And while all of that seems like some pretty heavy stipulations, they're really not a problem. You've got two great directions that you can go with this card: first, Special Summon two of your Level 2 Earth Beasts plus Key Mouse to Synchro Summon Naturia Beast with a lot of back row – or if you have a Level 2 Beast in your hand, go into a pair of Number 64: Ronin Raccoon Sandayu.


Sandayu's easily one of the best Rank 2's in the game. While you control another Beast Sandayu can't be destroyed by battle or card effects, and once per turn you can detach an Xyz Material to Special Summon a Kagemusha Raccoon Token that mimics the ATK of the strongest monster on the field. Sandayu's a massive problem solver on a ton of levels and can shift the tide of the game very quickly in your favor. In fact, it's really easy to set up some frustrating OTK's with it.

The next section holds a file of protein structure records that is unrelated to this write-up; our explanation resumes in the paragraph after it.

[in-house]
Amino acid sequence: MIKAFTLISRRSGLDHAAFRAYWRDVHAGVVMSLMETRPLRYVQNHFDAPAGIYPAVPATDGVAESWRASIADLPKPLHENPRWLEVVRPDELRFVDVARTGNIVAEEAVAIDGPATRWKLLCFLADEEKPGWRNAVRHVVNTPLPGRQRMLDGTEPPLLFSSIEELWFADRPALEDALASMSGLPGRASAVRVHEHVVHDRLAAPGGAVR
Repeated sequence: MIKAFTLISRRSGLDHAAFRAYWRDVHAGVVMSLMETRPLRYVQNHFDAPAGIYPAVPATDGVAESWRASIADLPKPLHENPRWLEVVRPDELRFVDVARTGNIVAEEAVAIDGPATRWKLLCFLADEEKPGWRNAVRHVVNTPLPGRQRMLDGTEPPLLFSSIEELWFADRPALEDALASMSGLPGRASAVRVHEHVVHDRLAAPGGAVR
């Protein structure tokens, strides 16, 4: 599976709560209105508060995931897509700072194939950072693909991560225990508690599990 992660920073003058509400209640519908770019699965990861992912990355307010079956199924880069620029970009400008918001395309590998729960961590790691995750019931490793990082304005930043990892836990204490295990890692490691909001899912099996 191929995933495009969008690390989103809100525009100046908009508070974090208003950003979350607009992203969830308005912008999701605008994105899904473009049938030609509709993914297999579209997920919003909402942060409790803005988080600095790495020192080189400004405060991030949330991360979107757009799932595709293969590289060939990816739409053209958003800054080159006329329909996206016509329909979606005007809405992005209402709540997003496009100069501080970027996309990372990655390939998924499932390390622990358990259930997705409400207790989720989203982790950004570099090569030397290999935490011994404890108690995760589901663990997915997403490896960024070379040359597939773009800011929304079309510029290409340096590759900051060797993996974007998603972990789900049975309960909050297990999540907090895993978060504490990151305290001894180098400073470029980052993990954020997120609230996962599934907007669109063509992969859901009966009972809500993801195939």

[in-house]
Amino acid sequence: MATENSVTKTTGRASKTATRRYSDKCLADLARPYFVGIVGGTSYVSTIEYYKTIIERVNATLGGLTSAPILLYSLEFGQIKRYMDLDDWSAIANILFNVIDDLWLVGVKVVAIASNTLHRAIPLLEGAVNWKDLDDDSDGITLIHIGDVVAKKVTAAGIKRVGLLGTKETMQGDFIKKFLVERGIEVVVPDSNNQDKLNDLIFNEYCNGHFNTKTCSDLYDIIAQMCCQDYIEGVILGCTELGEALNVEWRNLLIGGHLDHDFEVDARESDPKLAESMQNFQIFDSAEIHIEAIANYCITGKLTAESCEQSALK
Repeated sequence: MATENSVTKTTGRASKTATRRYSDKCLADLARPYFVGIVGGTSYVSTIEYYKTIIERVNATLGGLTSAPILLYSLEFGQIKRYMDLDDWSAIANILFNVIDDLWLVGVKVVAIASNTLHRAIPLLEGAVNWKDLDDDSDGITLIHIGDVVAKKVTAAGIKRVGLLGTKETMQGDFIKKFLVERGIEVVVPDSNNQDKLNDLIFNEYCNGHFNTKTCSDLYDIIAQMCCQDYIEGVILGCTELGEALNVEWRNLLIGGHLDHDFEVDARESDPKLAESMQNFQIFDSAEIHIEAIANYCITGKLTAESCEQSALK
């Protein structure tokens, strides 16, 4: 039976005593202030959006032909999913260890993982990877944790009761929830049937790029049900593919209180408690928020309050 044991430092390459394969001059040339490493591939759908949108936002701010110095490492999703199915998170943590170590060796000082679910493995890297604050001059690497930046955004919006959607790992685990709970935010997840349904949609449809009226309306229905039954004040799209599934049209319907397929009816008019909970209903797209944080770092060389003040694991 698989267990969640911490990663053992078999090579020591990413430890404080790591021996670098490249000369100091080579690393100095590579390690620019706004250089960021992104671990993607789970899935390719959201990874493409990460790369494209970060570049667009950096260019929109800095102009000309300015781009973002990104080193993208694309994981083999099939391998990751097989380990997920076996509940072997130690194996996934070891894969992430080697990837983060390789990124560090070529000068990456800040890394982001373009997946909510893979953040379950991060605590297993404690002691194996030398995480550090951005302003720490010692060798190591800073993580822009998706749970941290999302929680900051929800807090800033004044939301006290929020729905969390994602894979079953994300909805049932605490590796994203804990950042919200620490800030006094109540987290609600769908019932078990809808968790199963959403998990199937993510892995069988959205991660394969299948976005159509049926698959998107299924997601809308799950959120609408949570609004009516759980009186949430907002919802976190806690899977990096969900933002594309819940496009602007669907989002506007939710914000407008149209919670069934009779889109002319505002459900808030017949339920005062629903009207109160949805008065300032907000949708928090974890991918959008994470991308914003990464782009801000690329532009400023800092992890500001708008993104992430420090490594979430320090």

Bringin' It All Together!
The biggest problem facing both Inzektors and Raccoons is longevity; they're both sort of One-Push Pollys. It happens, and there's not much you can really do about it. If you can't recycle your Inzektors then you can't really have a late game, and if your opponent can weather your first Obedience Schooled push then it's not impossible from them to make a comeback, because the law of diminishing returns kicks in pretty quickly. That's the beauty of this deck: each strategy only needs to do 50% of the work, and when you start to exhaust the resources of one side of the deck, the other theme can tag in and finish it out. Or you can just have a brutal double team that sucks the fun out of this game for your opponent for the next six months because they lost to Inzektors and a strategy that has 'baby' literally in its name.